The 7 Habits: A Super-Religious Reading – Personal Success (Habits 1-3)

In this issue, we will discuss what happens when we consider the world’s bestseller “The 7 Habits of Highly Effective People” (written by Stephen R. Covey) from a religious perspective (or “ultra-religious” or “truth-spiritual” as we call it on this website).

*First of all, this time, I dare to limit the discussion to the parts of the first to third habits (personal success).

Leaving aside religious viewpoints, there are probably many people who have read “The 7 Habits,” but don’t know how to put them to use.

In this article, we intend to decipher the “7 Habits” in a hyper-religious way to look into the depths of the “7 Habits” and furthermore, to delve into “how we can actually utilize them in concrete ways.

By the time you finish reading this article, you will understand far beyond the 7 Habits to what we are born for and what the meaning and mission of life is.

The 7 Habits

This article is about decoding the “7 Habits” from a hyper-religious perspective, but please note that this is not an article from the perspective that “Stephen Covey was actually a Mormon” or that the “7 Habits” are a new religion that smells fishy.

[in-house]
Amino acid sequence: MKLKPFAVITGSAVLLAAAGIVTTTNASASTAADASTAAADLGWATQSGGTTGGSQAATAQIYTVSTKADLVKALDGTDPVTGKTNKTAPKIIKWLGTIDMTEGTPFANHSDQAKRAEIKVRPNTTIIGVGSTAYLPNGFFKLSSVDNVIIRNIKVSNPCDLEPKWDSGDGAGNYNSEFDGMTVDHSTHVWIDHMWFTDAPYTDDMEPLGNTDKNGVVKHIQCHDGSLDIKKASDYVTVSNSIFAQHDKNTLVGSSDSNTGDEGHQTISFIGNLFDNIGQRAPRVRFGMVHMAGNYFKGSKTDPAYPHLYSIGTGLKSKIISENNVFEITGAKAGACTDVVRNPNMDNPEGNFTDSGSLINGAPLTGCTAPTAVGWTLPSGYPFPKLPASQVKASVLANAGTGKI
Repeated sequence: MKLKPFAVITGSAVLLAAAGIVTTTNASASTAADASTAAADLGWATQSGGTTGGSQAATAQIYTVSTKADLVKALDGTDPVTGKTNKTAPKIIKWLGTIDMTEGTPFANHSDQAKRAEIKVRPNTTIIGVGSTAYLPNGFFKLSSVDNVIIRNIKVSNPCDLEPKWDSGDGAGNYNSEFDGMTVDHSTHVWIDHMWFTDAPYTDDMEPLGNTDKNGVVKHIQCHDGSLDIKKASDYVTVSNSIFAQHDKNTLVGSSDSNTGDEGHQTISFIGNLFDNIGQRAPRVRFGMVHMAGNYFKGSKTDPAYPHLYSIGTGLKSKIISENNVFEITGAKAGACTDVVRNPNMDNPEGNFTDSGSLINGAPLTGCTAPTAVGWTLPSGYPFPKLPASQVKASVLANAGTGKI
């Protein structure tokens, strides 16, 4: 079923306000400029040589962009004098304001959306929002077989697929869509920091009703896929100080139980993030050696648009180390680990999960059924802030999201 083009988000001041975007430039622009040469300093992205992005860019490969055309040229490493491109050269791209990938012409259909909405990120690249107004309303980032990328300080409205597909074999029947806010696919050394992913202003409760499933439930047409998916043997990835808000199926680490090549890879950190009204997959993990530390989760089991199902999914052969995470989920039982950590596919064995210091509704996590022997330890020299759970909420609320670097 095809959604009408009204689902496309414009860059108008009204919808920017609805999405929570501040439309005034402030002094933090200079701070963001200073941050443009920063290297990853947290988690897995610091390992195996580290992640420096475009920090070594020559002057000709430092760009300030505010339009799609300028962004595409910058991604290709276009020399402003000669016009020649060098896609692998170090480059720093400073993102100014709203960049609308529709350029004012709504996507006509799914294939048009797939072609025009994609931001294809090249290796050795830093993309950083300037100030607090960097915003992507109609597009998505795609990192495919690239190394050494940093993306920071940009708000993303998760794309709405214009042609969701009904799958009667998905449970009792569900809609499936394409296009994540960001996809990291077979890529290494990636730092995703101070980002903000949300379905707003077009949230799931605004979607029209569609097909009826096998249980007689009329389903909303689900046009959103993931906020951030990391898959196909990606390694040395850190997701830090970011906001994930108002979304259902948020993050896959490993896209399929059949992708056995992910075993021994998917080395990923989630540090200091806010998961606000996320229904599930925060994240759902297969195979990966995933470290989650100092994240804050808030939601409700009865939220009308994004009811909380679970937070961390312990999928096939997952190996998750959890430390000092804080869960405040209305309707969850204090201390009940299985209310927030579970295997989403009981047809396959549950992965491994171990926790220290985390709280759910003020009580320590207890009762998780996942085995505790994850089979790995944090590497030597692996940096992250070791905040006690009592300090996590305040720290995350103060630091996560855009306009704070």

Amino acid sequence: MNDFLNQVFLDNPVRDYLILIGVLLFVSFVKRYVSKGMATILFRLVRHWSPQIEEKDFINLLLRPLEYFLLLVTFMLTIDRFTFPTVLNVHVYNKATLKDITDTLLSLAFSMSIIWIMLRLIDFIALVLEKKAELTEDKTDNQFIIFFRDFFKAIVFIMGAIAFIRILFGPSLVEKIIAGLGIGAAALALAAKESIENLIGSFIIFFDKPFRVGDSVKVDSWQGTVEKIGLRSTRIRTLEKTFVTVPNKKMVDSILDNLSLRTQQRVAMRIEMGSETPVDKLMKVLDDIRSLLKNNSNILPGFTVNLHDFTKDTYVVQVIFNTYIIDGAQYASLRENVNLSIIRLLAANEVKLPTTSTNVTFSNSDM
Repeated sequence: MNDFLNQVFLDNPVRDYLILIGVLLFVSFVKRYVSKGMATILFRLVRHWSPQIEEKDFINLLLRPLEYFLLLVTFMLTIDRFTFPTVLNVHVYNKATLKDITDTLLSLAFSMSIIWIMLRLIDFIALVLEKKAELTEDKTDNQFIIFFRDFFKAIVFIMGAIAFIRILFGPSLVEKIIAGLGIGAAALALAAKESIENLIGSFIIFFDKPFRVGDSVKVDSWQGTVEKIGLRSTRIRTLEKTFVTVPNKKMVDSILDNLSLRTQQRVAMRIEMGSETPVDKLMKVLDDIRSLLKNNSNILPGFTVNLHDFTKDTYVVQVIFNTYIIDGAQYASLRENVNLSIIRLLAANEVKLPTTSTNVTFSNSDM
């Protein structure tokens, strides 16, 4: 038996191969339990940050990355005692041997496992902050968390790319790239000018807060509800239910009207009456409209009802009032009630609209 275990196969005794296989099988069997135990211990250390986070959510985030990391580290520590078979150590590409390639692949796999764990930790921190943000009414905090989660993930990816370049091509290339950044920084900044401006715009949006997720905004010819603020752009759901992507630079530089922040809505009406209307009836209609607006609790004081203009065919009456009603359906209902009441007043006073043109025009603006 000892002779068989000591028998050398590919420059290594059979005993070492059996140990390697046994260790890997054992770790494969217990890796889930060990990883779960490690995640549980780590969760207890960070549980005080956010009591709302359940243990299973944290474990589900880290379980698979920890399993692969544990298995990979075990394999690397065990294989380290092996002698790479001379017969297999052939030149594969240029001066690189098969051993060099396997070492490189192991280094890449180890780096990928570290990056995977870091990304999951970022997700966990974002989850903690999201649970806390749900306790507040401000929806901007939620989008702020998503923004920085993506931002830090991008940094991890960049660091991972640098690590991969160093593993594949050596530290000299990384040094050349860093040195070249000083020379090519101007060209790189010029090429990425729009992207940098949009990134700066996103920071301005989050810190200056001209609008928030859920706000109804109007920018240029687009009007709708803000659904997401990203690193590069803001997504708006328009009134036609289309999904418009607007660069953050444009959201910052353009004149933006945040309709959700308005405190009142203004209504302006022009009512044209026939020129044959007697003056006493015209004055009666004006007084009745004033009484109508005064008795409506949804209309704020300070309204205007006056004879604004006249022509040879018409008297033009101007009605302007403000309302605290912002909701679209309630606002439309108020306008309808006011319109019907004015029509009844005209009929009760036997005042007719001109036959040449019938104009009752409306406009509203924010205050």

First, we need to grasp the logical structure of the 7 Habits in practice

Have you noticed that the seven habits are not just seven random ones, but that they are in a very logical and structured order?

The United States is a country of pragmatism, so they tend to emphasize practice over logic.

Therefore, when you read books from the U.S., there are many practical examples, such as “Caroline from Utah…” and so on. This is usually the reason why there are more pages than in Japanese books.

The 7 Habits, however, are practical, yet very logical and systematic.

Now, let’s briefly check what kind of logical structure the 7 Habits have.

Character ethic as a basic mindset

Author Covey divides his theory of success into two categories: personality ethic and the character ethic.

The differences between the two are briefly summarized below.

  • Personality ethic : Success theory using small techniques
  • Character ethic : Success theory based on character strengths such as integrity, honesty, diligence…

And in the 7 Habits, it is clearly declared that the latter, the ” Character ethic” is the one to be adopted.

This thought is a great answer from a hyper-religious point of view.

This is because the only thing that can be called “myself” throughout this life and the next is actually “the mind.

Upon the death of our earthly bodies, we cannot take our lands, possessions, honor…anything earthly with us into the afterlife.

Everything passes away. In Buddhist terms, it is “impermanence(all things pass away).